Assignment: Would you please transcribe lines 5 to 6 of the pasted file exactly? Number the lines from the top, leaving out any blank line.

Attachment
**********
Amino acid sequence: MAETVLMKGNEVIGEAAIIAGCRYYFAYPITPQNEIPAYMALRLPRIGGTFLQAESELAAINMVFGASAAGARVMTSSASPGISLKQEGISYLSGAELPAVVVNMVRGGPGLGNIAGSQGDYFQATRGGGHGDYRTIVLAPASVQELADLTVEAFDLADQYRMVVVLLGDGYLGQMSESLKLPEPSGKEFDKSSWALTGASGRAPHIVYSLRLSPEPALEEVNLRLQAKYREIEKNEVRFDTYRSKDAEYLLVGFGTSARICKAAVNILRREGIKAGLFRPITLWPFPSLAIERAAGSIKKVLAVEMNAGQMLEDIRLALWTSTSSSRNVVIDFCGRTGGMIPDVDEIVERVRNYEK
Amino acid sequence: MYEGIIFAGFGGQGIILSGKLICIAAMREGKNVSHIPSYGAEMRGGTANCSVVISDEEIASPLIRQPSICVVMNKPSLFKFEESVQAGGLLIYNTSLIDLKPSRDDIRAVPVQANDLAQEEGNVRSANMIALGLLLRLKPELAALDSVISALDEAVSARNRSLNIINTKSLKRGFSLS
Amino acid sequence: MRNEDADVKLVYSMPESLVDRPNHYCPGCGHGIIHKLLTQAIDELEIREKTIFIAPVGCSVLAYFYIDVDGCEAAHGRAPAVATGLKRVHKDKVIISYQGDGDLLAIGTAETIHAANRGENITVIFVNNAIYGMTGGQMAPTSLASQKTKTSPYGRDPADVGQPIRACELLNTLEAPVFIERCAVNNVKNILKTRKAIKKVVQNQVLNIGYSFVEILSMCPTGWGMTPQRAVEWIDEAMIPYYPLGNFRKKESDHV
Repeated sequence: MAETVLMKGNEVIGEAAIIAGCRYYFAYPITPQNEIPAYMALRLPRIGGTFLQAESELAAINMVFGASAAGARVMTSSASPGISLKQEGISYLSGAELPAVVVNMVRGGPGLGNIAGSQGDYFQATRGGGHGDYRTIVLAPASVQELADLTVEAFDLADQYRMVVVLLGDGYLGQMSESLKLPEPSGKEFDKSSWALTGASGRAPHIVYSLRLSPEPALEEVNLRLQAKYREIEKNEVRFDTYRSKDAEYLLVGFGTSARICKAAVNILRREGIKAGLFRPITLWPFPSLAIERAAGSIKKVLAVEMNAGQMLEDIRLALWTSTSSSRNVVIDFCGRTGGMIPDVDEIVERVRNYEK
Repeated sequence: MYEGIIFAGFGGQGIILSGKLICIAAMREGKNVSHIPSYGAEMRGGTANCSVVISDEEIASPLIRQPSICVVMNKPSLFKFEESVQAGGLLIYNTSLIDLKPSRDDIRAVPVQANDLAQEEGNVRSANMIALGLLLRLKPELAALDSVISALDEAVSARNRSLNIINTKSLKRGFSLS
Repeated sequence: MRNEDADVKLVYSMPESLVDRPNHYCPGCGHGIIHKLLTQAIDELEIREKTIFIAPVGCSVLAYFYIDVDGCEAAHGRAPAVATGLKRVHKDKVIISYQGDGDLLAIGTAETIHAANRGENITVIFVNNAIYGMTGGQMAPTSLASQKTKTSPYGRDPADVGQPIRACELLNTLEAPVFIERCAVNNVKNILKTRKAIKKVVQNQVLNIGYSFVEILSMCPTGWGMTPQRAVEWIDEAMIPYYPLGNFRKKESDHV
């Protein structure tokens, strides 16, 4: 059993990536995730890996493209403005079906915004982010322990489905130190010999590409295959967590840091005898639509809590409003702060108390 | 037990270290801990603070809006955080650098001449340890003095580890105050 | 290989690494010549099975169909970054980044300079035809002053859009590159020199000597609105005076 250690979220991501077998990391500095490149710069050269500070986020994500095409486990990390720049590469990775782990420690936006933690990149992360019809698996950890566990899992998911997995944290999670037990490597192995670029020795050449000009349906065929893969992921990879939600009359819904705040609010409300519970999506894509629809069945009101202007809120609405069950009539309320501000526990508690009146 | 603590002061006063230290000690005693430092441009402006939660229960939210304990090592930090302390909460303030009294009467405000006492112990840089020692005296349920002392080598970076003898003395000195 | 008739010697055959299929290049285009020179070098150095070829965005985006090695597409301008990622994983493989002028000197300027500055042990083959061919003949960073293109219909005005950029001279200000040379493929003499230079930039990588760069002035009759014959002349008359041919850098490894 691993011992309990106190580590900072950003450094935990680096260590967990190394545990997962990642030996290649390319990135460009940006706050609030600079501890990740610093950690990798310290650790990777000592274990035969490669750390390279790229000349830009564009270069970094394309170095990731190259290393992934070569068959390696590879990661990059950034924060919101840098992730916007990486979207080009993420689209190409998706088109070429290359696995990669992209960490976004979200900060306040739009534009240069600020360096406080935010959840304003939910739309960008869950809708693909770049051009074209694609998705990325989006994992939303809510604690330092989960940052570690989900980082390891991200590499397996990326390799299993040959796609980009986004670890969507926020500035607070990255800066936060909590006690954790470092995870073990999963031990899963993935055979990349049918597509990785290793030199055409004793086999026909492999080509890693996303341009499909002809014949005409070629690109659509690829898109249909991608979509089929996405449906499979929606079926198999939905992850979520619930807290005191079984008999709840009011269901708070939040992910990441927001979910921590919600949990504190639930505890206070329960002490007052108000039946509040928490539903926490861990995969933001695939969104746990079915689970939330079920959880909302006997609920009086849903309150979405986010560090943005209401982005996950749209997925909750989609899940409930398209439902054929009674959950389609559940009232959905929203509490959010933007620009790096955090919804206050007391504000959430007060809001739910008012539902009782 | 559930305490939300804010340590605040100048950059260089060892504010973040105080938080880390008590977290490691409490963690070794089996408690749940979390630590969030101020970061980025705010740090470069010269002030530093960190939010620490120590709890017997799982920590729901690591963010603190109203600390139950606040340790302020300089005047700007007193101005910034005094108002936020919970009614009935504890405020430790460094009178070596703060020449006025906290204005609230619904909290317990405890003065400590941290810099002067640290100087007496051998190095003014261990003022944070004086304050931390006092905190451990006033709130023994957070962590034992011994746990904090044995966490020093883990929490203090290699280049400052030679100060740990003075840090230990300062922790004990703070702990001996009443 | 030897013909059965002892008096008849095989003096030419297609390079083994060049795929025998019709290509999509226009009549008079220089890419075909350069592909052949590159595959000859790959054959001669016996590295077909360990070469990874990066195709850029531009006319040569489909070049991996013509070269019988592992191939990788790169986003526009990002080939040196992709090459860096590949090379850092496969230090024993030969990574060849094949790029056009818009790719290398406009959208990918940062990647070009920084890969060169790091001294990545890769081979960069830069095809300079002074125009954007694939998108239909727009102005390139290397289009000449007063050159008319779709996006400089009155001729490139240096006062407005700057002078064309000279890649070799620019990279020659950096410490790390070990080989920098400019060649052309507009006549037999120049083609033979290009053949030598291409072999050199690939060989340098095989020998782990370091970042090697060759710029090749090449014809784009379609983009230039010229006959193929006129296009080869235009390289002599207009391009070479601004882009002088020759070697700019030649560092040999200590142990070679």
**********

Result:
Repeated sequence: MYEGIIFAGFGGQGIILSGKLICIAAMREGKNVSHIPSYGAEMRGGTANCSVVISDEEIASPLIRQPSICVVMNKPSLFKFEESVQAGGLLIYNTSLIDLKPSRDDIRAVPVQANDLAQEEGNVRSANMIALGLLLRLKPELAALDSVISALDEAVSARNRSLNIINTKSLKRGFSLS
Repeated sequence: MRNEDADVKLVYSMPESLVDRPNHYCPGCGHGIIHKLLTQAIDELEIREKTIFIAPVGCSVLAYFYIDVDGCEAAHGRAPAVATGLKRVHKDKVIISYQGDGDLLAIGTAETIHAANRGENITVIFVNNAIYGMTGGQMAPTSLASQKTKTSPYGRDPADVGQPIRACELLNTLEAPVFIERCAVNNVKNILKTRKAIKKVVQNQVLNIGYSFVEILSMCPTGWGMTPQRAVEWIDEAMIPYYPLGNFRKKESDHV